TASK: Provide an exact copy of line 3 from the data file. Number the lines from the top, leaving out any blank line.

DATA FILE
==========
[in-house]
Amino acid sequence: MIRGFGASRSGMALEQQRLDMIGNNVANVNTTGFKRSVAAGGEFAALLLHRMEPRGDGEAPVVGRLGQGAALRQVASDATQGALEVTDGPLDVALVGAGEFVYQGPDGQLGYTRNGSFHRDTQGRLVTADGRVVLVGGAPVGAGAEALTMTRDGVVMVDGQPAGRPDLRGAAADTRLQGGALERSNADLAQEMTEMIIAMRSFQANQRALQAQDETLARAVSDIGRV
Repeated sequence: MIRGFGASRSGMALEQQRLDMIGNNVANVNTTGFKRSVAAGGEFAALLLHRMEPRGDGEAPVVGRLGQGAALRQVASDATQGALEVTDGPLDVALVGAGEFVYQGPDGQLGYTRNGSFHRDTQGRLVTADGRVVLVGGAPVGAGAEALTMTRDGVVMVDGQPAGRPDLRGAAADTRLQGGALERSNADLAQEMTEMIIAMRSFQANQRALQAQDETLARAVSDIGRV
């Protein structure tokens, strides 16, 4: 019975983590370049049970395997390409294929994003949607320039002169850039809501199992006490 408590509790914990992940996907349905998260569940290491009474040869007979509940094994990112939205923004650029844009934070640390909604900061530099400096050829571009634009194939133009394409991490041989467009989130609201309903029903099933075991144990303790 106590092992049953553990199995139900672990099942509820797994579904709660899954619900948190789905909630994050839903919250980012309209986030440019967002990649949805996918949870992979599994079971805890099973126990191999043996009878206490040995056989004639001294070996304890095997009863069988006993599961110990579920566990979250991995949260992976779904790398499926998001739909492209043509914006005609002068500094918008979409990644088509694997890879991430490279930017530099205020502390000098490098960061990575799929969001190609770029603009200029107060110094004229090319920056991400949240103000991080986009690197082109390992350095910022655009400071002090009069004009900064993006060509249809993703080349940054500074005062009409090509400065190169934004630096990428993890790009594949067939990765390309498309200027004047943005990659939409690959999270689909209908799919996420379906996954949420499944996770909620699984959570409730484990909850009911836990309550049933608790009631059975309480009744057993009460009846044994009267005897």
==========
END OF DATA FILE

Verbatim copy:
Repeated sequence: MIRGFGASRSGMALEQQRLDMIGNNVANVNTTGFKRSVAAGGEFAALLLHRMEPRGDGEAPVVGRLGQGAALRQVASDATQGALEVTDGPLDVALVGAGEFVYQGPDGQLGYTRNGSFHRDTQGRLVTADGRVVLVGGAPVGAGAEALTMTRDGVVMVDGQPAGRPDLRGAAADTRLQGGALERSNADLAQEMTEMIIAMRSFQANQRALQAQDETLARAVSDIGRV